Seminar preparation (readings, activities, worksheets) = 48 hours

    General reading  = 72 hours

    Researching and writing assignments =  144 hours


    Total = 312 hours
    Learning Activities Summary

    The core teaching in the course will take place in the weekly seminars. There will be a range of themes covered in seminars and these themes will be broached through a close study of how historians working in different fields and using different sources go about their research, create their argument and use evidence to support that argument. 

    In the seminars we will also focus on exercises related to each of the assignments and to the research project as a whole.

    In addtion to the readings, a range of online materials will be made available for seminar preparation.







    Specific Course Requirements
    Seminar attendance and participation comprise a hurdle requirement for this course. In order to complete the course students will have had to have attended and participated in 80% of the seminars.
  • Assessment

    The University's policy on Assessment for Coursework Programs is based on the following four principles:

    1. Assessment must encourage and reinforce learning.
    2. Assessment must enable robust and fair judgements about student performance.
    3. Assessment practices must be fair and equitable to students and give them the opportunity to demonstrate what they have learned.
    4. Assessment must maintain academic standards.

    Assessment Summary

    Assessment Task Weighting
    Seminar attendance and participation Hurdle requirement
    Literature Review and Research Plan 20%
    Primary Source Analysis 30%
    Research Essay 50%
    Assessment Related Requirements
    In order to achieve the learning outcomes it is essential to attend and participate in the seminars. For this reason, attendance and participation comprise hurdle requirements for this course. Students are required to attend 80% of the seminars. Frequent absences, other than those on (documented) medical or compassionate grounds, are unacceptable.

    No work will be accepted in lieu of seminar attendance and participation.
    Assessment Detail
    Seminar attendance and participation = hurdle requirement
    Learning outcomes: 1-7

    Research Plan and Evaluation of the Literature (equivalent of 1,500 words) = 20%
    Learning outcomes: 1, 2, 3, 4.

    Primary Source Analysis Exercise (2,000 words) = 30%
    Learning outcomes: 1, 2, 3, 4, 7.

    Research Essay (4,000 words) = 50%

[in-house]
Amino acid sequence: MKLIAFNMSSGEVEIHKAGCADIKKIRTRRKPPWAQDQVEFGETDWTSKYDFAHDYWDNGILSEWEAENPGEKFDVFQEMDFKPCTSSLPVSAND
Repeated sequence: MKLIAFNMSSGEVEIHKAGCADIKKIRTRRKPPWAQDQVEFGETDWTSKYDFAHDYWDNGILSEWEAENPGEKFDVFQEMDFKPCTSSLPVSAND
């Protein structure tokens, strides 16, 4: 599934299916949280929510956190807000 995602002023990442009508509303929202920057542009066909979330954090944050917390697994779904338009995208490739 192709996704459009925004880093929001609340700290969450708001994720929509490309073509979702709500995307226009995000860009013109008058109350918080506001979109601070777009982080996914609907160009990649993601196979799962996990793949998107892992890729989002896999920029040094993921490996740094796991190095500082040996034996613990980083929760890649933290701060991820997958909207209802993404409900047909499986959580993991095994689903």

Learning outcomes: 1, 2, 3, 4, 7.




    Submission
    All assignments to be submitted electronically via MyUni.
    Course Grading

    Grades for your performance in this course will be awarded in accordance with the following scheme:

    M10 (Coursework Mark Scheme)
    Grade Mark Description
    FNS   Fail No Submission
    F 1-49 Fail
    P 50-64 Pass
    C 65-74 Credit
    D 75-84 Distinction
    HD 85-100 High Distinction
    CN   Continuing
    NFE   No Formal Examination
    RP   Result Pending

    Further details of the grades/results can be obtained from Examinations.

    Grade Descriptors are available which provide a general guide to the standard of work that is expected at each grade level. More information at Assessment for Coursework Programs.

    Final results for this course will be made available through Access Adelaide.

  • Student Feedback

    The University places a high priority on approaches to learning and teaching that enhance the student experience. Feedback is sought from students in a variety of ways including on-going engagement with staff, the use of online discussion boards and the use of Student Experience of Learning and Teaching (SELT) surveys as well as GOS surveys and Program reviews.

    SELTs are an important source of information to inform individual teaching practice, decisions about teaching duties, and course and program curriculum design. They enable the University to assess how effectively its learning environments and teaching practices facilitate student engagement and learning outcomes. Under the current SELT Policy (http://www.adelaide.edu.au/policies/101/) course SELTs are mandated and must be conducted at the conclusion of each term/semester/trimester for every course offering. Feedback on issues raised through course SELT surveys is made available to enrolled students through various resources (e.g. MyUni). In addition aggregated course SELT data is available.

  • Student Support
  • Policies & Guidelines
  • Fraud Awareness